Statistical analysis allows us to attach meaning to data that we have collected; it helps us to understand what experimental results really mean, and to assess whether we can trust what experiments seem to be telling us. Yet, despite being a collection of the most valuable and important tools available to bioscientists, statistics is often the aspect of study most feared by students.
Biomeasurement offers a refreshing, student-focused introduction to the use of statistics in the study of the biosciences. With an emphasis on why statistical techniques are essential tools for bioscientists, Biomeasurement: A Student's Guide to Biological Statistics develops students' confidence to use and further explore the key techniques for themselves.
Beginning by placing the role of data analysis in the context of the wider scientific method and introducing the student to the key terms and concepts common to all statistical tools, the book then guides the student through descriptive statistics, and on to inferential statistics, explaining how and why each type of technique is used, and what each can tell us in order to better understand our data. It goes on to present the key statistical tests, walking the student step-wise through the use of each, with carefully-integrated examples and plentiful opportunities for hands-on practice. The book closes with an overview of choosing the right test to suit your data, and tools for presenting data and their statistical analyses.
Written by a talented educator, whose teaching has won praise from the UK's Quality Assurance Agency for Higher Education, Biomeasurement is sure to engage even the most wary of students, demonstrating the power and importance of statistics throughout the study of bioscience.
1: Why am I reading this book?
2: Getting to grips with the basics
3: Describing a single sample
4: Inferring and estimating
5: Choosing the right test and graph
6: Overview of null hypothesis significance testing
7: Tests on frequencies
8: Tests of difference: two unrelated samples
9: Tests of difference: two related samples
10: Tests of difference: more than two samples
11: Tests of relationship: regression
12: Tests of relationship: correlation
13: Introducing the generalized linear model: general linear model
14: More on the generalized linear model: logistic and loglinear models
Appendix I How to enter data into SPSS
Appendix II Statistical tables of critical values
Appendix III Summary guidance on reporting statistical results
Appendix IV Statistics and experimental design
Dr Dawn Hawkins is Reader in the School of Life Sciences at Anglia Ruskin University. She has over 20 years' experience in curriculum development and teaching whole organism biology and statistics in higher education. Her textbook is based on the quantitative modules that she teaches to undergraduate and postgraduate bioscientists. As well as the use of statistics in the biosciences, her research interests also include the behaviour, ecology and conservation of animals in East African ecosystems.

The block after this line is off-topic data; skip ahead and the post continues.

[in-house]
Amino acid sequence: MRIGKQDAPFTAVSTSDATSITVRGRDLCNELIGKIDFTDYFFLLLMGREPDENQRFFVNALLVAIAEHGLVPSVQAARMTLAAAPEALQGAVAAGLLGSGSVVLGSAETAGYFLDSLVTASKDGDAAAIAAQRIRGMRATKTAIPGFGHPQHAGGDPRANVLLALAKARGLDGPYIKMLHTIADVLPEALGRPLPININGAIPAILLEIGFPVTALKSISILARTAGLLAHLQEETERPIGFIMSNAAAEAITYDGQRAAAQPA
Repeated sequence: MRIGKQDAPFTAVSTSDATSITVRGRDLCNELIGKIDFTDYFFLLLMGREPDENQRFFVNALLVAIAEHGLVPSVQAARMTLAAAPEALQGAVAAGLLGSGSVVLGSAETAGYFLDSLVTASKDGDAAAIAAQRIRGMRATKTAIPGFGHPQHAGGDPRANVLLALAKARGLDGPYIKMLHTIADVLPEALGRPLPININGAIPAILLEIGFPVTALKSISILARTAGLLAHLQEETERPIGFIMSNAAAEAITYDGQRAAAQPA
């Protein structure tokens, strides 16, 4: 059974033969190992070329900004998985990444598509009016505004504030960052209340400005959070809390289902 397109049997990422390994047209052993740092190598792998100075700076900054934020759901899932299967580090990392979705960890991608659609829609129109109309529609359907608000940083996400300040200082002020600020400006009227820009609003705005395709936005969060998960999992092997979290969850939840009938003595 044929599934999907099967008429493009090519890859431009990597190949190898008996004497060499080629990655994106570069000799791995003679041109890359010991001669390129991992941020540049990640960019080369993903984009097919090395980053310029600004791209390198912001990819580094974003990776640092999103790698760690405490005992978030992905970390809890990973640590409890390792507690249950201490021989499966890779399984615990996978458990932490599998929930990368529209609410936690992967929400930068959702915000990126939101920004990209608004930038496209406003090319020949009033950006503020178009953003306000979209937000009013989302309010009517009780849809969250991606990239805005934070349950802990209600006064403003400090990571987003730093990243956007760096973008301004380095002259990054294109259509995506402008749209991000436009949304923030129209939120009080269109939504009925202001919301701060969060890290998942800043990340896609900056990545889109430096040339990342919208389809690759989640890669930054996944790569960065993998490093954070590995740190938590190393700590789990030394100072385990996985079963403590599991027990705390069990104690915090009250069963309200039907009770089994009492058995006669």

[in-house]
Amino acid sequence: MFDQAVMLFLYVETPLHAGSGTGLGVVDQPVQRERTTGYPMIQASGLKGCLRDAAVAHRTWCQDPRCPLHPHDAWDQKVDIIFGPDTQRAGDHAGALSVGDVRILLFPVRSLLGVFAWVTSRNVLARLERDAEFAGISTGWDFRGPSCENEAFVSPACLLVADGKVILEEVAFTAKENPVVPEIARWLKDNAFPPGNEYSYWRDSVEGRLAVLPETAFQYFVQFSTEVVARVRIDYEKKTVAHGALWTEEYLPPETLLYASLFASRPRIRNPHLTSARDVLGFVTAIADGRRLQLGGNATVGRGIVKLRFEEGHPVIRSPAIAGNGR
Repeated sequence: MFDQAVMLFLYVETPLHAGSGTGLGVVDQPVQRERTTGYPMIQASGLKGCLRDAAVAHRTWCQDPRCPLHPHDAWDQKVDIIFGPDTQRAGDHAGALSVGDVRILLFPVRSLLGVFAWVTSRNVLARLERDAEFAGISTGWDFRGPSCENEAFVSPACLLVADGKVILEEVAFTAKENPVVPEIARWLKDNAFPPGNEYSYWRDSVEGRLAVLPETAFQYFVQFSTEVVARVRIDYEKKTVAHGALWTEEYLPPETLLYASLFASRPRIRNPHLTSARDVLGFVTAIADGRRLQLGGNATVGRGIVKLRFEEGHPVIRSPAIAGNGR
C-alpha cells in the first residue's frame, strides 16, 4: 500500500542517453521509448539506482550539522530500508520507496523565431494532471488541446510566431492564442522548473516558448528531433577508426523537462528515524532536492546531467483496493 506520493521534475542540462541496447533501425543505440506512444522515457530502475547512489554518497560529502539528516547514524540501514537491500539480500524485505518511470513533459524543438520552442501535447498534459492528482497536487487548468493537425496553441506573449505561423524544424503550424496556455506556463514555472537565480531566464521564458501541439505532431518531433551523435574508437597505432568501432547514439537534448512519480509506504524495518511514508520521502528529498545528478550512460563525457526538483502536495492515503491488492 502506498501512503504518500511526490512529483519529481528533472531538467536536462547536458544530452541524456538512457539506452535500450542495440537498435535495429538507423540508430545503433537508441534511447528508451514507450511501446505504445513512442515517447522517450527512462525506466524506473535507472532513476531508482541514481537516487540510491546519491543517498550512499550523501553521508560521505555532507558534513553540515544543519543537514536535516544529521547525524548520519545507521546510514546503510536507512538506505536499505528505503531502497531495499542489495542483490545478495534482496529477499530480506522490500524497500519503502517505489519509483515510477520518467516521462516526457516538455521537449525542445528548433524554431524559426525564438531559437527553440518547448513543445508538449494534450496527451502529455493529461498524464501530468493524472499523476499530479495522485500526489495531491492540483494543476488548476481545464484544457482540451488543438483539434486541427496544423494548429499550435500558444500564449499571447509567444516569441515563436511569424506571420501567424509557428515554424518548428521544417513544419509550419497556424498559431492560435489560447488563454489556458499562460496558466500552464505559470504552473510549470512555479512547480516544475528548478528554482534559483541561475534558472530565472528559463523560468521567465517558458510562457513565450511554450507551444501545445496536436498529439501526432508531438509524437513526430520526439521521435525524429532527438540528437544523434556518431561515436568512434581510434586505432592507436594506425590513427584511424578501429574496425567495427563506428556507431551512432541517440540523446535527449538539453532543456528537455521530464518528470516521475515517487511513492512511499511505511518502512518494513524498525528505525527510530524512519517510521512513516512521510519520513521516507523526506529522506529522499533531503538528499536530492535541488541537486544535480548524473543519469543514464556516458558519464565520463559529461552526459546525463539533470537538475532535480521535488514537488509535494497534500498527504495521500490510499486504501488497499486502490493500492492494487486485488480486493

Reviews from previous editions:
"This book represents the best I have seen for teaching undergraduate biologists statistics. It explains things at the level that the average student can understand, but still provides them with the foundation to go on and develop there statistical skills further if they want or need to."
– Dr Chris Venditti, Department of Biological Sciences, University of Hull, UK
"Biomeasurement is an excellent, high quality textbook. It demystifies and clarifies topics that students can normally find confusing and challenging. It is a must for all biologists!"
– Dr Maria G. Tuohy, School of Natural Sciences, National University of Ireland, Galway
"It does a wonderful job of keeping the biology the focus of an analysis, and highlighting the fact that statistics is simply another useful tool to help biological understanding."
– Dr Shane Richards, Biological and Biomedical Sciences, University of Durham, UK
"The clarity of the key rules, formulae and worked examples also set this text apart from others that I have used. These are excellent features which, for me, enrich the learning experience for students."
– Dr Steven Gilliespie, School of Interdisciplinary Studies, University of Glasgow, UK
"I only wish the book had been available when I was an undergraduate – it really is a pleasure to use."
– Mark Winterbottom, Journal of Biological Education, Volume 44, Issue 1, 2009
"Biomeasurement really is a 'top notch' text on statistics for Biologists. I wish it had been written before I planned my own course!"
– Mark Winterbottom, Journal of Biological Education, Vol 40, No 2, Spring 2006
"A 'must purchase' for biologists interested in statistics. Oh, that I had had the benefit of being taught by Dawn Hawkins!"
– Basil Jarvis, Biologist Vol 52 No 3
"This is a very user-friendly introduction to statistical methods for first-year undergraduate biology students."
– F. James Rohlf, in Quarterly Review of Biology, September 2010
"Even from reading the first chapter only it is clear that the writer has put some thought into making the book entertaining to read. Oddly, it has worked! Her style of writing is casual, readable and humorous. This simple and 'easy to read' style makes the book inviting to use. The writer has achieved something I thought was impossible and made statistics interesting/appealing to study!"
– Bethan Clifford, Student, University of Nottingham
"The presentation allows readers easily to access material which is relevant to their needs. Chapter 13, on presentation of data, provides an ideal conclusion to book."
– The Society of General Microbiology
"Biomeasurement is a well researched and planned book. The audience of the book is clearly identified and targeted by the material."
– The Society for General Microbiology